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Dear Partners in Prayer,

We covet your prayers as our student leadership has undertaken an enormous outreach effort--to reach every senior before he or she leaves Yale. At midnight on February 16, the email below was sent to the 1,322 members of the senior class. By 10am it had been opened by more than 1000 people.


Please pray that students' hearts and minds would be opened to receive the only way to life and salvation: Jesus Christ. Pray for the students who respond (there's a link in the original email) for books, a meeting with a student or ministry fellow, or who choose to come to a meeting next Wednesday at 8pm. Pray for students in our ministry who are responding to these requests for follow-up to be filled with the love, wisdom and boldness that only comes from Jesus. Pray for many to receive Christ in their final months at Yale and for their lives to be forever changed because of him. Pray this initiative, which will continue throughout the semester, that God would be glorified and that many would come to know him. Thank you for your prayers!!

Here's the email:

Dear Seniors,

We hope you are enjoying your spring semester so far. Don't worry, this is not an invitation for a social event, or for a club.  It's not for a seminar or a college tea.  And it's not for an internship.  We are inviting you to something a little different: a conversation about a few questions we all may have during a time of transition- where am I going with my life, what is the meaning of it all, and is there anything more than this?  You might've gone through all four years of college without having considered these topics.  Maybe you have heard the common answers before, or maybe it just hasn't been interesting to you.  Or maybe you have spent a lot of time thinking about these questions, but the answers don't seem to come too easily.  Regardless, these questions are important and are worth the effort.  With only a semester left at Yale, a place where we can openly explore the answers to questions like these, we hope that you make the most of the opportunity to do so.

We are inviting you to consider the claims of a 1st century Jewish man named Jesus of Nazareth, whom many worship and see as their greatest treasure.  Call it what you will - religion or just stupidity - many people on campus call it their life and joy.  You may have met some of these individuals already, as they are fellow members of your class.  Here are some of their stories:

"When I matriculated into Yale a few years ago, I brought with me familial experiences of love and pain, a desire for wisdom and for financial stability, and an underused set of rosary beads. I found Yale to be disorienting even as it brought all sorts of exciting opportunities to my life I would never have had before. During my sophomore year, I came to a place of darkness where all the painful moments of my nineteen years of life felt inescapable, like they had shut out the sun, and I felt afraid of everything and of myself. In that time, I had little motivation to do anything, but somehow I found myself in a church pew, where a priest who will never know my name spoke words of light to me from the pulpit. “Love is the opposite of fear,” he said, “Perfect love casts out fear. The Bible tells us more than it tells us anything else, ‘Do not be afraid.” I found through his well-timed words that the only thing that could drive out my fear was Love itself: love for my family, suitemates, and neighbors. Though my days of darkness were not immediately broken, their focus was re-shifted: I realized that my love of those surrounding me was how my own wounds would be healed."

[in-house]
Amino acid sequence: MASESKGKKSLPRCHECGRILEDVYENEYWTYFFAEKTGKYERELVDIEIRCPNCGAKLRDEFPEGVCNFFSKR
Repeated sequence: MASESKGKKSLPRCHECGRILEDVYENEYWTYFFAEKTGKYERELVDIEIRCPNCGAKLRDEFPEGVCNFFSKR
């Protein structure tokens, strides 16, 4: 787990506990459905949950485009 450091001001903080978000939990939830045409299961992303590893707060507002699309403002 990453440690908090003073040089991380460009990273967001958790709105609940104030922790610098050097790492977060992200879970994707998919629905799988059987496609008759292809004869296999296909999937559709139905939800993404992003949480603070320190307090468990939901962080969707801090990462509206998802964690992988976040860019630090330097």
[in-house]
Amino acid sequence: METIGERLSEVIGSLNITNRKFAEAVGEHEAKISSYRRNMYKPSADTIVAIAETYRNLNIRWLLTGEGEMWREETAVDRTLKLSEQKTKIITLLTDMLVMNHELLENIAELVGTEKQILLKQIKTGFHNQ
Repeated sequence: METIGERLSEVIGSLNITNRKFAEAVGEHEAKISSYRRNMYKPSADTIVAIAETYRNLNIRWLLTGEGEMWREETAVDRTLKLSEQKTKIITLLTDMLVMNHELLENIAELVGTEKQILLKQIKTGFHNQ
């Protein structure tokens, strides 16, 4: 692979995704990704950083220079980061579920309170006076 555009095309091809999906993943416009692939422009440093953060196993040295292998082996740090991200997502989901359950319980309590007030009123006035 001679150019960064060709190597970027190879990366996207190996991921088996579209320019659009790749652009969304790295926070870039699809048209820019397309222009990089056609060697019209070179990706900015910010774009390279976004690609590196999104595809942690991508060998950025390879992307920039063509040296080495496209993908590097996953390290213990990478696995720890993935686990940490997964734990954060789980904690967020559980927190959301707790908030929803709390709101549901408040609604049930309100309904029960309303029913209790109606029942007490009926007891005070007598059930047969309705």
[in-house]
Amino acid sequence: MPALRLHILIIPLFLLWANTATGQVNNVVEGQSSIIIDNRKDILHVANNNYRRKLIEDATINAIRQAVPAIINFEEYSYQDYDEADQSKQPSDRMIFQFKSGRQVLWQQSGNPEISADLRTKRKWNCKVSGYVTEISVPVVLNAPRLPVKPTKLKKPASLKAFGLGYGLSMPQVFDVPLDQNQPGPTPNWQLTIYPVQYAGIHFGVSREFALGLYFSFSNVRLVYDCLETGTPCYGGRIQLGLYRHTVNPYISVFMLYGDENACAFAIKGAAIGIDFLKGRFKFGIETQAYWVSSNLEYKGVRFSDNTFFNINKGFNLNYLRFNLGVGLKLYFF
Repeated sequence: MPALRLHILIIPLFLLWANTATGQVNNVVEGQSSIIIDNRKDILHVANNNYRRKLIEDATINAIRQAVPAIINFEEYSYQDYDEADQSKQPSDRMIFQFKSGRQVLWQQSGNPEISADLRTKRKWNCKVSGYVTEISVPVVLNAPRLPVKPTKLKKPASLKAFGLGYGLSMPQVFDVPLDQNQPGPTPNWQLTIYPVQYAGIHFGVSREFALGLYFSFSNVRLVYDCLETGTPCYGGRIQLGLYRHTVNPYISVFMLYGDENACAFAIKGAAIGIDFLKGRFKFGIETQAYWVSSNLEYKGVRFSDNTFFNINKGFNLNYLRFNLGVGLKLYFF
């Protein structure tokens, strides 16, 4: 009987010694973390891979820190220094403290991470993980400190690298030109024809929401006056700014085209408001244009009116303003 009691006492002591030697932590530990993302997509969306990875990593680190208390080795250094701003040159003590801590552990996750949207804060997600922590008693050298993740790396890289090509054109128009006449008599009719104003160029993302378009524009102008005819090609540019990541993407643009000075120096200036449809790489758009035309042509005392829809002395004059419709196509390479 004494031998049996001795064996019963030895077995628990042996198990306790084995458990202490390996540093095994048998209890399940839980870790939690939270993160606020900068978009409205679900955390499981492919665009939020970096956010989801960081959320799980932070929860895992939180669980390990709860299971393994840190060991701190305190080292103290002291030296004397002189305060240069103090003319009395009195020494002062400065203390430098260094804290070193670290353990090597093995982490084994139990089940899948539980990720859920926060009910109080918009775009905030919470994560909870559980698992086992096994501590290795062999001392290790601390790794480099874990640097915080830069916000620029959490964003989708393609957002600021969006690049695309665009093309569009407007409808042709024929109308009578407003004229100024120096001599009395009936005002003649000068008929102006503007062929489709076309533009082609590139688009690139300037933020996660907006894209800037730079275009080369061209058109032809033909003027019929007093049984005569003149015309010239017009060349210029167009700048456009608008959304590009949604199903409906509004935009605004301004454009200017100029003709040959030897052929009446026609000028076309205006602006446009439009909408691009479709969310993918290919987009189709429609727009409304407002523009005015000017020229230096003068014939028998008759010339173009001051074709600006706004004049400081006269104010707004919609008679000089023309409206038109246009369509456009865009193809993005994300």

"This feeling of restlessness and homesickness wells up like a cloud, and sometimes it pricks at my heart. I’ll feel homesick at home when I lay in my bed and think of the friends I won’t see for a while. But the thought that Jesus had no home that he felt out of place- that he knows how I feel- comforts me. Knowing and loving Him, I find a home, and I trust that, wherever I go, I will find a faith community that will welcome and encourage me."

"Christianity is often thought of as just another system that demands us to prove ourselves. “Follow these rules, and you’ll be saved,” Jesus seems to say. But far from asking us to prove ourselves, the gospel actually claims that Jesus freely justifies us himself. He rewards us with a medal based not on our merit but on his own, freeing us to run our race not to prove our worth, but for the joy of the running itself and in gratitude to him who justified us."

We know that senior year is a time of many questions and transitions. If exploring faith is of interest to you, for whatever reason, we want to provide an opportunity for you to explore and ask questions. Next Wednesday night, members of Christian Union and other campus ministries will be in LC 211 between 8 and 10pm. Please come if you would like to be prayed for, or meet with someone.

Maybe connecting in a different way is better for you. Maybe you’d prefer to attend a church service, read a selection of books or meet with someone to talk things through. All of you are invited and all of you are welcome.

Please feel free to connect with Christian Union through the form provided below or learn more about us at www.christianunionatyale.org.

We hope to see some of you next Wednesday, and wish you the best for a joyful and fulfilling senior year.


Sincerely,

Jane Hendrickson
Christian Union Ministry Fellow
Yale University


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